“They shall mount up with wings as eagles; they shall run and not be weary; and they shall walk and not faint” Isaiah 40:31 KJV
“They will mount up with wings like eagles, They will run and not get tired, They will walk and not become weary.” Isaiah 40:31 NASB
In every generation, believers have turned to the great promise of Isaiah 40:31 for comfort and strength. After two and a half months in Isaiah 40, this verse is our closing meditation. Its imagery of the soaring eagle, of the tireless runner, and of the believer who is able to walk and never become weary or to falter on the path, has infused fresh strength and courage into everyone who reads these verses.
In its context, it would have been a great encouragement to the remnant who returned from Babylon. They had the legacy of failure-to-surmount. The Lord’s promise to them was that they could mount-up with wings like an eagle and soar above their sordid and sad past. They had not run well. Their mission as missionaries to the nations had ended in their being molded by the nations around them. They had not walked with the Lord as Abraham and others, but had walked in the ways of the nations. But fresh grace from God would enable those who “wait upon the Lord” to reverse their history.
Continuing our meditation, however, of the contrasts of the majesty and might of Jehovah as seen in Isaiah 40, with the sorrows and suffering of the Son of God, we are again confronted with the irony of the passage.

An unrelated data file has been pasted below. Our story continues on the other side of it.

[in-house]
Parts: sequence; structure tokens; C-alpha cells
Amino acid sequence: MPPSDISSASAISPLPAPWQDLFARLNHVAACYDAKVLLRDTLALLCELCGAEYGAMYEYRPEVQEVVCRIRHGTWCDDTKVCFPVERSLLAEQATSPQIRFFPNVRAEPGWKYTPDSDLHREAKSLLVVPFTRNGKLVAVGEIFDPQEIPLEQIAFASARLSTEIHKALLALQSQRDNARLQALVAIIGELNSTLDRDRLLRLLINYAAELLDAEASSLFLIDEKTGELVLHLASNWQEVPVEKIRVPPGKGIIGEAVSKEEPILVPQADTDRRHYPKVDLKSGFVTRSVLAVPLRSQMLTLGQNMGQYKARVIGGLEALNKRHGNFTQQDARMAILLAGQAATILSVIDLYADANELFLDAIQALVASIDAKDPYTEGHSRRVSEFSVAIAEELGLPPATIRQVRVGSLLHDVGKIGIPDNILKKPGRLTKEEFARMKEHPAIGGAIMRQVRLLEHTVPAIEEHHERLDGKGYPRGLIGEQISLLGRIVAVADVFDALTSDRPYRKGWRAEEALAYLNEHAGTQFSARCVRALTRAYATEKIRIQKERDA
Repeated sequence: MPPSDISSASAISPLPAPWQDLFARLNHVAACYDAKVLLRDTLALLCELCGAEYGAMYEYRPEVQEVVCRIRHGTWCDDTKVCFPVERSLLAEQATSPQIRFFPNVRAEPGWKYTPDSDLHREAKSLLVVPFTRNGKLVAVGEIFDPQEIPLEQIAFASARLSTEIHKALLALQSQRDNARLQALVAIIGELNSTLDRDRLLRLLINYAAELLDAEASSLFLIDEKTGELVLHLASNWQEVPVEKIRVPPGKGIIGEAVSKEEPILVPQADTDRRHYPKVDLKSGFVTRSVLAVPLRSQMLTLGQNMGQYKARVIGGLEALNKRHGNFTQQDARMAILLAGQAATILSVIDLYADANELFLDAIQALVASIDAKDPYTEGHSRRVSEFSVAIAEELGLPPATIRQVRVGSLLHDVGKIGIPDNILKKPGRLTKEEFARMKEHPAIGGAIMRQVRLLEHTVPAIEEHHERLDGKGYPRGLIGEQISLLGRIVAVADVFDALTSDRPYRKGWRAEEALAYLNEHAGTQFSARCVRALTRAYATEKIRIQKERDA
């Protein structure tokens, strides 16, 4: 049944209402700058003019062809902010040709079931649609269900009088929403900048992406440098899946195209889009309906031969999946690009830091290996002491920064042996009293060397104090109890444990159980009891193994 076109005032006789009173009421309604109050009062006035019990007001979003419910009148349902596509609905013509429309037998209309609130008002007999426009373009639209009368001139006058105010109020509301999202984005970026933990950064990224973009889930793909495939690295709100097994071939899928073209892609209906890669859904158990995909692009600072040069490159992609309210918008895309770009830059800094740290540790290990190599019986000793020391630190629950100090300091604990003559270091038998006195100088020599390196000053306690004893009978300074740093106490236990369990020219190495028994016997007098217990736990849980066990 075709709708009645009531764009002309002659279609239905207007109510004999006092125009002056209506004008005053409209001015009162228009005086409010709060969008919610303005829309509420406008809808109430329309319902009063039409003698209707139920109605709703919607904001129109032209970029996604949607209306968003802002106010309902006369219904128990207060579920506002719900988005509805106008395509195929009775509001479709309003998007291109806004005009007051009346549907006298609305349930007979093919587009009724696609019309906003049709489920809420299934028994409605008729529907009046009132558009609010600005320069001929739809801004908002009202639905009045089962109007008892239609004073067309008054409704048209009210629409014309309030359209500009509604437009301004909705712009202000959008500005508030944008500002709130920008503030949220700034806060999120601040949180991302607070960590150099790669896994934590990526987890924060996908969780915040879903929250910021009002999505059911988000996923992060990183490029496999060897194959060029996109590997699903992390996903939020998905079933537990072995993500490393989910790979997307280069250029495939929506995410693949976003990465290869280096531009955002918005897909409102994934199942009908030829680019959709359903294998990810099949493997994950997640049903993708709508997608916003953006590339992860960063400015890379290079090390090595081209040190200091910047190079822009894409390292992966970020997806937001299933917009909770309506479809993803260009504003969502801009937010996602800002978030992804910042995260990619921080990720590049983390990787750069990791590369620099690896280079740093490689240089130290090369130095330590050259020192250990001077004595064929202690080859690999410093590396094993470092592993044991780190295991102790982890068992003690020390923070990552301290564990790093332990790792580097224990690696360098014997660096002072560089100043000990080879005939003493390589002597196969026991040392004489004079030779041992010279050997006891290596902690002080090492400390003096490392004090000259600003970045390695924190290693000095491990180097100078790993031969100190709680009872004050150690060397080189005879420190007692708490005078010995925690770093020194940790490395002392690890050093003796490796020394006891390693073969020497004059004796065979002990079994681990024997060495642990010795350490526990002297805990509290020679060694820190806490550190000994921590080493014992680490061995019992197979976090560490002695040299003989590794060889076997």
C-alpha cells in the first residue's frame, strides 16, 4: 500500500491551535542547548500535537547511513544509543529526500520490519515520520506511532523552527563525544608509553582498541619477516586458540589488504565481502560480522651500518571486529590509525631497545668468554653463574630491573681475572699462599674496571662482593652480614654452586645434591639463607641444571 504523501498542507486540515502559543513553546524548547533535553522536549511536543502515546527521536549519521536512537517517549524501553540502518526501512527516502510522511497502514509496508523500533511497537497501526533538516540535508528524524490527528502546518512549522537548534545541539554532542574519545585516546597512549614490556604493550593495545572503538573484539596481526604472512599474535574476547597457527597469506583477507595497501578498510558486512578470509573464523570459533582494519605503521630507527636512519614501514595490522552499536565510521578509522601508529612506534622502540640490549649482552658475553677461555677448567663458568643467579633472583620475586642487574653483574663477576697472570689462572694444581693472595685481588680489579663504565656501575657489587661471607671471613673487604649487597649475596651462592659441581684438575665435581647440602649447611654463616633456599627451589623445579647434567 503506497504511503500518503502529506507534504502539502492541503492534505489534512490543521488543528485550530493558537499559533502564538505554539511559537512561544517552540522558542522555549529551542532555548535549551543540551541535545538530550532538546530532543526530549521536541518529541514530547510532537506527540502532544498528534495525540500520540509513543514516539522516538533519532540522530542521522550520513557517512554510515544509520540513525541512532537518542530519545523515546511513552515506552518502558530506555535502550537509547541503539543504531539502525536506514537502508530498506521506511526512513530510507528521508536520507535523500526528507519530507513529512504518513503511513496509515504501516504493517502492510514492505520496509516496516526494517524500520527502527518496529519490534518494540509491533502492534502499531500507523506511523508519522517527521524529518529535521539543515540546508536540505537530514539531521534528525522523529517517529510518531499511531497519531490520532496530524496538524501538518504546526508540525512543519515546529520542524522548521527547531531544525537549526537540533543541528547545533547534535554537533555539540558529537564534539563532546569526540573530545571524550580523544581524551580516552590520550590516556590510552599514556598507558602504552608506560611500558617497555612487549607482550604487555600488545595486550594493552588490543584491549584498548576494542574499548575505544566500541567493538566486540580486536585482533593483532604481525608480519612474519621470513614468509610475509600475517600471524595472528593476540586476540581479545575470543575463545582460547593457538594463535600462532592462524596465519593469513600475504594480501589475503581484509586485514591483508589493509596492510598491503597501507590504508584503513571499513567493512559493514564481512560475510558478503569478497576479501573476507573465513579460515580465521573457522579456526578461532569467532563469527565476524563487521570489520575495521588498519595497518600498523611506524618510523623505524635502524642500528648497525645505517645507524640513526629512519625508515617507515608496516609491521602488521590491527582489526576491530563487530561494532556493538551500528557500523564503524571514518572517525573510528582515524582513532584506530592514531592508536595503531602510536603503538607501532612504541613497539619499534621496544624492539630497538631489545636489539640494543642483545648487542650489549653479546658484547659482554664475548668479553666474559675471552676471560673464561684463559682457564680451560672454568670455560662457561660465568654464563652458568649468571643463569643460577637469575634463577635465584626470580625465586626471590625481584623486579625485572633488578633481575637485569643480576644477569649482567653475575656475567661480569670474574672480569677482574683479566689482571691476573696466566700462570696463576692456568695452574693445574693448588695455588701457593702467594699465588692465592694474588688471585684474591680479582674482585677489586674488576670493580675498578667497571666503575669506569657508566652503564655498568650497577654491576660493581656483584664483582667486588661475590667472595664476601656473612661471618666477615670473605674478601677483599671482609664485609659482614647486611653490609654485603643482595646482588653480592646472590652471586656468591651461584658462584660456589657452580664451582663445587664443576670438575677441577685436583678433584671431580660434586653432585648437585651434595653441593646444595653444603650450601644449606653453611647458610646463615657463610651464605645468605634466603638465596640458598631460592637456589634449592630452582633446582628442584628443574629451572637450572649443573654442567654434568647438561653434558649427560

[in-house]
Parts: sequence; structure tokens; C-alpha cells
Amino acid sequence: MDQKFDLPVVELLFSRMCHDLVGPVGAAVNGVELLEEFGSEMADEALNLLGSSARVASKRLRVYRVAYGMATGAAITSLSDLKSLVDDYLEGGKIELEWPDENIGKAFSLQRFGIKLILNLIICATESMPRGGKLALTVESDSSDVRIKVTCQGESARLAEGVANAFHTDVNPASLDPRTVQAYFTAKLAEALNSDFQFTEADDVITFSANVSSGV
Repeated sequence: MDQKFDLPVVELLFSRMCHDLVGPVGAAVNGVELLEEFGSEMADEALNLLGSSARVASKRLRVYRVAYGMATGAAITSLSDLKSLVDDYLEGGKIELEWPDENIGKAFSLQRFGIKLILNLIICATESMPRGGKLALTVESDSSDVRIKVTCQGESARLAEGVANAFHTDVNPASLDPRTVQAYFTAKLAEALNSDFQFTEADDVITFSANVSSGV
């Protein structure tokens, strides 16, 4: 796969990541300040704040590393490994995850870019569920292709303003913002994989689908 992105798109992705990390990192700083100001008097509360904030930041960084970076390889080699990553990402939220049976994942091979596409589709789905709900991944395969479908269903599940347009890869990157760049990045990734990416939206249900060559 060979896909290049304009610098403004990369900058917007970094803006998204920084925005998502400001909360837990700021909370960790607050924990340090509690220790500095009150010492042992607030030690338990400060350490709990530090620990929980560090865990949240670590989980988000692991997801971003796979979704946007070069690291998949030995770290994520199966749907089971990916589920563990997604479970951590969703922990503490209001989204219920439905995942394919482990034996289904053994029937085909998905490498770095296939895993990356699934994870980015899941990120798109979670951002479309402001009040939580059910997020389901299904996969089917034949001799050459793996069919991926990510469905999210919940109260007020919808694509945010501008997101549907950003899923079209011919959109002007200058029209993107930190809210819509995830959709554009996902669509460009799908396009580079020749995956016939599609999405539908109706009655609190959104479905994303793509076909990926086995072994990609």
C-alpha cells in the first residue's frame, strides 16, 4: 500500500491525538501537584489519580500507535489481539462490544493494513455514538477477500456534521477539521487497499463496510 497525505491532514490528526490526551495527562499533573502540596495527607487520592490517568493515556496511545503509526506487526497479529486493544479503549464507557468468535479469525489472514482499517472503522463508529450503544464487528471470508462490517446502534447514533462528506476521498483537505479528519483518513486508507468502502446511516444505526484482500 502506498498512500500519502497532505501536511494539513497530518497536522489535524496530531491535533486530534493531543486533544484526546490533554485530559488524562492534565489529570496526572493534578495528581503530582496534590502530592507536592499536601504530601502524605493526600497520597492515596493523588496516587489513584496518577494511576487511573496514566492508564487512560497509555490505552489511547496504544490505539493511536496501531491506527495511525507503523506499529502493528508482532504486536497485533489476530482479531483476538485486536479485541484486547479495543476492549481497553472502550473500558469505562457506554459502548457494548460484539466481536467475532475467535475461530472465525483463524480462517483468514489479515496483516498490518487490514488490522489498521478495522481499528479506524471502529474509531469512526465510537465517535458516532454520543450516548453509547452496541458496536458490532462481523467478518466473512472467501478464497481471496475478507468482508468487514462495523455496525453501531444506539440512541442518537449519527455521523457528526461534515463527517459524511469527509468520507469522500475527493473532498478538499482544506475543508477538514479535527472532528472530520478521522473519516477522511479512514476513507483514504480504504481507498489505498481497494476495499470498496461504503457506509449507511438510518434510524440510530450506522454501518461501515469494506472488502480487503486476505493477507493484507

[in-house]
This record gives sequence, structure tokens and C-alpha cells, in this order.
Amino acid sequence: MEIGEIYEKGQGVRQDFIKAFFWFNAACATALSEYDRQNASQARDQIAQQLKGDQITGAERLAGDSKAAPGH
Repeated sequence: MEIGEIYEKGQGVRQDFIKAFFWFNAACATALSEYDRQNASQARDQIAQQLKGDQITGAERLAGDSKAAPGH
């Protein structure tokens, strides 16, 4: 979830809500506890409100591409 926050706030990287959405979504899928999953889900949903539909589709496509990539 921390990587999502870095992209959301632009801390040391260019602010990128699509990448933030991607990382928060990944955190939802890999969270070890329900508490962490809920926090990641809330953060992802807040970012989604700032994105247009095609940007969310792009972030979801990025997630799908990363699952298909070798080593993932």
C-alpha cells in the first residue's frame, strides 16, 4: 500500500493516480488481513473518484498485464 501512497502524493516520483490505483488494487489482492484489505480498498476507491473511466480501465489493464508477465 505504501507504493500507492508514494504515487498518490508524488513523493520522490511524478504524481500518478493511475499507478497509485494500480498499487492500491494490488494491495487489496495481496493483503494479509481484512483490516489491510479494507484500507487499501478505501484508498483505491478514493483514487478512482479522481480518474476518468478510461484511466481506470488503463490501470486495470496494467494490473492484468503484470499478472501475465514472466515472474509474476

Listen again to the promise of God: “They shall mount up with wings as eagles.” Now hear the plaintive cry of this Creator Himself: “I sink in deep mire where there is no standing” (Ps 69:2). Soaring or sinking?
It was the strength of Jehovah which would enable the people of God to soar as eagles. It was the omnipotent arm of Jehovah which made Him sink at Calvary. There was a burden of incalculable weight placed upon the Burden Bearer at Golgotha. There was a crushing blow from the righteous arm of the Lord which came down upon Him with unerring accuracy and immeasurable force when He became the propitiation for our sins.
His “sinking” suggests the lack of any resistance on His part. Willingly, He exposed His soul to the sword of divine judgment. It may suggest, as well, the absence of any rescue from His judgment. He must endure it all; He must consume, in Himself, the totality of divine wrath against sin. It might suggest, as well, that there was no relief for Him, no moment of respite as all the waves and billows of divine judgment poured over His soul.
The God Who promised to give needed strength to those that wait upon Him, to enable them to mount-up as eagles and to soar above, in the person of His Son, knew what it was to have His strength dried up like a potsherd (Ps 22:15), and to sink in deep mire.
- Waiting upon the Lord suggests dependence and devotion. Does that add to the irony of the verse since no one was as dependent and devoted as the Lord Jesus at Calvary?